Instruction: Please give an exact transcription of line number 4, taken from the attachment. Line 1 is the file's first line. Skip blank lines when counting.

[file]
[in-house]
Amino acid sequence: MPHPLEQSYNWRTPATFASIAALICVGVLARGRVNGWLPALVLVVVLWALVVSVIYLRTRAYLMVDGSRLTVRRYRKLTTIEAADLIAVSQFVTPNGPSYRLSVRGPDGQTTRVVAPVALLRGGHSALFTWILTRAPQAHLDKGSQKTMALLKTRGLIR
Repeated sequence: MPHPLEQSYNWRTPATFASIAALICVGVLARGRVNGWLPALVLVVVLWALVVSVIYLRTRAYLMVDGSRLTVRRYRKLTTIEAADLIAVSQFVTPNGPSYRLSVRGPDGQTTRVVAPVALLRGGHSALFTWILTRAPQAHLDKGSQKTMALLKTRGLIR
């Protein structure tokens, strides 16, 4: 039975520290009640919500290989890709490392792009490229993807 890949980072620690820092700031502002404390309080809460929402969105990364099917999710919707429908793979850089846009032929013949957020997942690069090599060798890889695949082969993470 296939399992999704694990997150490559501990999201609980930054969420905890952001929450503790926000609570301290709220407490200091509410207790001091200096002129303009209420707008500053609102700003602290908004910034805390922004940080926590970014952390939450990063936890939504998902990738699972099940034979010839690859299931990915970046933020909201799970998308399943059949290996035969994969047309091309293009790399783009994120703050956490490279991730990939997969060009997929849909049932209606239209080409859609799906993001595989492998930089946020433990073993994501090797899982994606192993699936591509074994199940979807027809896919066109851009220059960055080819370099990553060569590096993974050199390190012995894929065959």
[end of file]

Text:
């Protein structure tokens, strides 16, 4: 039975520290009640919500290989890709490392792009490229993807 890949980072620690820092700031502002404390309080809460929402969105990364099917999710919707429908793979850089846009032929013949957020997942690069090599060798890889695949082969993470 296939399992999704694990997150490559501990999201609980930054969420905890952001929450503790926000609570301290709220407490200091509410207790001091200096002129303009209420707008500053609102700003602290908004910034805390922004940080926590970014952390939450990063936890939504998902990738699972099940034979010839690859299931990915970046933020909201799970998308399943059949290996035969994969047309091309293009790399783009994120703050956490490279991730990939997969060009997929849909049932209606239209080409859609799906993001595989492998930089946020433990073993994501090797899982994606192993699936591509074994199940979807027809896919066109851009220059960055080819370099990553060569590096993974050199390190012995894929065959």